Dreading the Coming Gloom? Blame Congress For Not Making Daylight Saving Time PermanentOriginally published at The Seattle Times
It’s already too late to fix the clock this year. Congress has failed to pass legislation to allow states to stay on permanent daylight saving time. On Nov. 3, we return to tiresome old Standard Time. Some people like that, but most don’t.
Last spring the cause of permanent daylight saving time seemed bright. State after state asked Congress for permission to enact the change. California voters in a November, 2018, referendum supported it 60% to 40%. Floridians, led by Republican Sens. Marco Rubio and Rick Scott and House Rep. Vern Buchanan, were enthusiastic. Democratic Sens. Ron Wyden of Oregon and Patty Murray of Washington joined Rubio to co-sponsor the Sunshine Protection Act of 2019. “Making Daylight Saving Time permanent is O.K. with me!” tweeted President Donald Trump.
It was something, you know, to show we can all get along. But, as shadows cross October’s sky, the issue has gone into hibernation on Capitol Hill.
It’s hard to find out what happened — or didn’t. The bills never came to a vote in either the House or Senate commerce committees. Former Washington Sen. Slade Gorton, author of a 1980s change that expanded the use of daylight time by a month, says that all it might take is someone with seniority to ask the Commerce chairs, “Let’s mark this up!”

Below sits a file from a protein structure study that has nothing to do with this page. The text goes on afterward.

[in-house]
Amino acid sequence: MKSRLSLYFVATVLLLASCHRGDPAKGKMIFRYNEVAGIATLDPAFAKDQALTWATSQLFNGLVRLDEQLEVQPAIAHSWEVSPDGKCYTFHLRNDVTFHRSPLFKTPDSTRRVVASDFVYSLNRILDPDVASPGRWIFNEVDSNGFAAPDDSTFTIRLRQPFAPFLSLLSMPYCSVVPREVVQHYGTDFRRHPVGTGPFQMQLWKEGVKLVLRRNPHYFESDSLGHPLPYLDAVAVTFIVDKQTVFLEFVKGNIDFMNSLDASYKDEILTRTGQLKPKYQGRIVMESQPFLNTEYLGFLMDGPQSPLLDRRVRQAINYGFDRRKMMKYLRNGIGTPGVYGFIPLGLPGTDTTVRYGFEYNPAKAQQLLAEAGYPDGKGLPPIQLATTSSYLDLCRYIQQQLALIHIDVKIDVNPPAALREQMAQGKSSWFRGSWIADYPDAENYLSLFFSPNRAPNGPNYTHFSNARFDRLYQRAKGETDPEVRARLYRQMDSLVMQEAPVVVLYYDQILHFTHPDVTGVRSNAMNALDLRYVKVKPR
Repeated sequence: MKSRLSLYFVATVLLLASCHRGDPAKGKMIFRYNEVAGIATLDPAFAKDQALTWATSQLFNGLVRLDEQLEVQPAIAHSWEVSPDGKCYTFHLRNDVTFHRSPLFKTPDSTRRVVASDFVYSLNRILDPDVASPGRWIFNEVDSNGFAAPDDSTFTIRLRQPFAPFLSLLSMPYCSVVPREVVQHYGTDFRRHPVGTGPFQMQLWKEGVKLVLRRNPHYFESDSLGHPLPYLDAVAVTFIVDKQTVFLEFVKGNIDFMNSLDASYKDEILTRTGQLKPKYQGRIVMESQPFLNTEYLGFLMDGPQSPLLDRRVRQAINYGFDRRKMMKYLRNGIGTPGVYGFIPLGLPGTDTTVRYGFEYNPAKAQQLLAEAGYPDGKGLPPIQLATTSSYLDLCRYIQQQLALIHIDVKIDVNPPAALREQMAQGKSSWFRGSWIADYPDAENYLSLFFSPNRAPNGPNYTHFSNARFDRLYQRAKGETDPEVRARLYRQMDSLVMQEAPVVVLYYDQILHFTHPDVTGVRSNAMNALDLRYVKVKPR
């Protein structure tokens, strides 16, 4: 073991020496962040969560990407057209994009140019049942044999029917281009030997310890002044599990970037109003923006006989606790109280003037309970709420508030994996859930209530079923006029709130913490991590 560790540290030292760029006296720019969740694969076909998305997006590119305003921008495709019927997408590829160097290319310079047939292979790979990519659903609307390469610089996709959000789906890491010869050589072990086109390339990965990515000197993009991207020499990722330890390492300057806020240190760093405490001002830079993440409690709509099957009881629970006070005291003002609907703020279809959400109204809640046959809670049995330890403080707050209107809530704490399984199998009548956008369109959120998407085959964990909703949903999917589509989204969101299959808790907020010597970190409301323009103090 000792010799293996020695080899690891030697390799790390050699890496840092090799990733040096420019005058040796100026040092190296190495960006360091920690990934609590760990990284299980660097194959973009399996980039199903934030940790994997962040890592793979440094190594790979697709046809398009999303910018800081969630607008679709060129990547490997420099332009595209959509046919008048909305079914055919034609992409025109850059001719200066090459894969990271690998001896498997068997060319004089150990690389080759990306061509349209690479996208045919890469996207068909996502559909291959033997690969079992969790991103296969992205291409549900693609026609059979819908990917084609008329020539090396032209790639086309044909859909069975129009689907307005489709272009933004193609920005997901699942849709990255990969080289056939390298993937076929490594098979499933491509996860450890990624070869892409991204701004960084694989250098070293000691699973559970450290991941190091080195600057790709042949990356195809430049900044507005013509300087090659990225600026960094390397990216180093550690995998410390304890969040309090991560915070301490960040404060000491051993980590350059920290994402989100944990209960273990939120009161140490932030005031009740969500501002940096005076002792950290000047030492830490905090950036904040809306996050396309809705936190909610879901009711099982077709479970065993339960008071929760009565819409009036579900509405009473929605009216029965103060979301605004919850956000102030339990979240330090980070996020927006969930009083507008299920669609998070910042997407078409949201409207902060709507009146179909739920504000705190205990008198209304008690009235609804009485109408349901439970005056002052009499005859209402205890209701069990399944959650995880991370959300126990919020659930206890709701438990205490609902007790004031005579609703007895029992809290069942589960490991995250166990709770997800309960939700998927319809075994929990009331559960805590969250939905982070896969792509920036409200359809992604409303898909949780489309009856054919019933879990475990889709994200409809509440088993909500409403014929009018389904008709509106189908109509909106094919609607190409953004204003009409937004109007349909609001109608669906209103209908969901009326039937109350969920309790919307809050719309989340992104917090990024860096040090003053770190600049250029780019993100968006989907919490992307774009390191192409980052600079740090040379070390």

One senator who could make a difference is Washington’s Sen. Maria Cantwell, ranking member of the Senate Commerce Committee. When the Washington State Legislature, with the governor’s encouragement, backed the reform last spring, Sen. Cantwell said, “Well our state legislature has spoken, so we’ll try to carry that through at the national level.” But nothing has happened.
Why was Congress inactive on the bill? Perhaps it is because members know that public support for daylight saving time tends to lose intensity once the clocks fall back. That’s too bad, because the case for permanent change is strong.
Moving time zones back an hour in most of the country would cause less disruption than was feared in the past. The argument that parents do not want their children going to school in the dark is less persuasive these days, when more schools are starting later in the morning. Indeed, reports by the American Journal of Public Health and the Journal of Public Safety cite a reduction in “car crashes and car accidents involving pedestrians” when students and workers go home in daylight rather than darkness.
Like other advocates, Rubio argues further that changing clocks back and forth twice a year is sometimes bad for health, precipitating rises in cardiac arrests and seasonal depression.
Crime is also an issue. Many office workers believe that it is somewhat safer to go to work in the dark than to come home in the dark. Supporting that belief was a Review of Economics and Statistics report in 2015 that crime rates drop 7% when daylight saving time starts. Criminals like to sleep in, apparently, and to prowl in the early hours of darkness.
But another changeover is in the offing, and another and another. Unless citizens pester their members of Congress more than twice a year — when the changeovers are made in November and March — there is little incentive for federal legislators to take action.